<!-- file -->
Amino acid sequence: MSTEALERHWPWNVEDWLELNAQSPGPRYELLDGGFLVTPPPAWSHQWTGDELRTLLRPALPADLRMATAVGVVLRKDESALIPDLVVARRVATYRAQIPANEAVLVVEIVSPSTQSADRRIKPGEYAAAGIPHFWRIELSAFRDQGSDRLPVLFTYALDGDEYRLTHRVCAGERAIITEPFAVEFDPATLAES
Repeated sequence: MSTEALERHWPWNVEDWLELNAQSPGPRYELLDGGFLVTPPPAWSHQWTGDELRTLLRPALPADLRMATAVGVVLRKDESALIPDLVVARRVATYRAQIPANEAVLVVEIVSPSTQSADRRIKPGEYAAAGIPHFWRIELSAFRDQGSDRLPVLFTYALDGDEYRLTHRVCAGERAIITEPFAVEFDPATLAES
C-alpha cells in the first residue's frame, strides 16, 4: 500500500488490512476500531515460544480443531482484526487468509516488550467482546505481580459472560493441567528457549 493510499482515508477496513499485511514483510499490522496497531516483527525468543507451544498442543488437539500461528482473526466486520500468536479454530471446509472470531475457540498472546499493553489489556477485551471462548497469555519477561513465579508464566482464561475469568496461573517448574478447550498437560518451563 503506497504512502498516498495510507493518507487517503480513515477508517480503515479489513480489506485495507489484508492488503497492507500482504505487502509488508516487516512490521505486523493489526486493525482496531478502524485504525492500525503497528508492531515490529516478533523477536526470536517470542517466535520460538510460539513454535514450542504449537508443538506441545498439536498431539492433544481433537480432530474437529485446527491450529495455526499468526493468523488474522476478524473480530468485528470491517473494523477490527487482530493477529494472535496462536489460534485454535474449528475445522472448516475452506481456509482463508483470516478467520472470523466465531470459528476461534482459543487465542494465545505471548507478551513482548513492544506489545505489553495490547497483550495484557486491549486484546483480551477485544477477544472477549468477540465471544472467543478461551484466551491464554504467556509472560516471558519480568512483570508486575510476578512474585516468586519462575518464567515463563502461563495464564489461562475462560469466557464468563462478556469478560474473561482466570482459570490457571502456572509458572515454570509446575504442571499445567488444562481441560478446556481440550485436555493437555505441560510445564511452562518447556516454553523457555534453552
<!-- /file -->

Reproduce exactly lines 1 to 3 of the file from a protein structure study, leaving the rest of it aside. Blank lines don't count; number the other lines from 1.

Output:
Amino acid sequence: MSTEALERHWPWNVEDWLELNAQSPGPRYELLDGGFLVTPPPAWSHQWTGDELRTLLRPALPADLRMATAVGVVLRKDESALIPDLVVARRVATYRAQIPANEAVLVVEIVSPSTQSADRRIKPGEYAAAGIPHFWRIELSAFRDQGSDRLPVLFTYALDGDEYRLTHRVCAGERAIITEPFAVEFDPATLAES
Repeated sequence: MSTEALERHWPWNVEDWLELNAQSPGPRYELLDGGFLVTPPPAWSHQWTGDELRTLLRPALPADLRMATAVGVVLRKDESALIPDLVVARRVATYRAQIPANEAVLVVEIVSPSTQSADRRIKPGEYAAAGIPHFWRIELSAFRDQGSDRLPVLFTYALDGDEYRLTHRVCAGERAIITEPFAVEFDPATLAES
C-alpha cells in the first residue's frame, strides 16, 4: 500500500488490512476500531515460544480443531482484526487468509516488550467482546505481580459472560493441567528457549 493510499482515508477496513499485511514483510499490522496497531516483527525468543507451544498442543488437539500461528482473526466486520500468536479454530471446509472470531475457540498472546499493553489489556477485551471462548497469555519477561513465579508464566482464561475469568496461573517448574478447550498437560518451563 503506497504512502498516498495510507493518507487517503480513515477508517480503515479489513480489506485495507489484508492488503497492507500482504505487502509488508516487516512490521505486523493489526486493525482496531478502524485504525492500525503497528508492531515490529516478533523477536526470536517470542517466535520460538510460539513454535514450542504449537508443538506441545498439536498431539492433544481433537480432530474437529485446527491450529495455526499468526493468523488474522476478524473480530468485528470491517473494523477490527487482530493477529494472535496462536489460534485454535474449528475445522472448516475452506481456509482463508483470516478467520472470523466465531470459528476461534482459543487465542494465545505471548507478551513482548513492544506489545505489553495490547497483550495484557486491549486484546483480551477485544477477544472477549468477540465471544472467543478461551484466551491464554504467556509472560516471558519480568512483570508486575510476578512474585516468586519462575518464567515463563502461563495464564489461562475462560469466557464468563462478556469478560474473561482466570482459570490457571502456572509458572515454570509446575504442571499445567488444562481441560478446556481440550485436555493437555505441560510445564511452562518447556516454553523457555534453552